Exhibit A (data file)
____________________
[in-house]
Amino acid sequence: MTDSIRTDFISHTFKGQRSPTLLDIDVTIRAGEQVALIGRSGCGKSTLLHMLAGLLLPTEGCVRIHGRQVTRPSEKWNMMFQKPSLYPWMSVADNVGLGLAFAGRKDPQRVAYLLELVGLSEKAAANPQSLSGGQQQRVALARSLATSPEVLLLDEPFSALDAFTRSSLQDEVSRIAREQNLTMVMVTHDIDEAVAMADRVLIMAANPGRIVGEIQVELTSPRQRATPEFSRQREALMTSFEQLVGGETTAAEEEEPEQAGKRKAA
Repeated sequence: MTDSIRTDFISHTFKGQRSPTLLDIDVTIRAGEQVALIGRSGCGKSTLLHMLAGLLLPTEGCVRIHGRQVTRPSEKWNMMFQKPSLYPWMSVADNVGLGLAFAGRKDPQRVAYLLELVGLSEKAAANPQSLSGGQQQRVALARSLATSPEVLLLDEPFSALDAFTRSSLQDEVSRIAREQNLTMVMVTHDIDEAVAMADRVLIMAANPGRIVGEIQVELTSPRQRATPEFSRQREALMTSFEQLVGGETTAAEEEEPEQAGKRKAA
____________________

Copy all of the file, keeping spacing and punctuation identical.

[in-house]
Amino acid sequence: MTDSIRTDFISHTFKGQRSPTLLDIDVTIRAGEQVALIGRSGCGKSTLLHMLAGLLLPTEGCVRIHGRQVTRPSEKWNMMFQKPSLYPWMSVADNVGLGLAFAGRKDPQRVAYLLELVGLSEKAAANPQSLSGGQQQRVALARSLATSPEVLLLDEPFSALDAFTRSSLQDEVSRIAREQNLTMVMVTHDIDEAVAMADRVLIMAANPGRIVGEIQVELTSPRQRATPEFSRQREALMTSFEQLVGGETTAAEEEEPEQAGKRKAA
Repeated sequence: MTDSIRTDFISHTFKGQRSPTLLDIDVTIRAGEQVALIGRSGCGKSTLLHMLAGLLLPTEGCVRIHGRQVTRPSEKWNMMFQKPSLYPWMSVADNVGLGLAFAGRKDPQRVAYLLELVGLSEKAAANPQSLSGGQQQRVALARSLATSPEVLLLDEPFSALDAFTRSSLQDEVSRIAREQNLTMVMVTHDIDEAVAMADRVLIMAANPGRIVGEIQVELTSPRQRATPEFSRQREALMTSFEQLVGGETTAAEEEEPEQAGKRKAA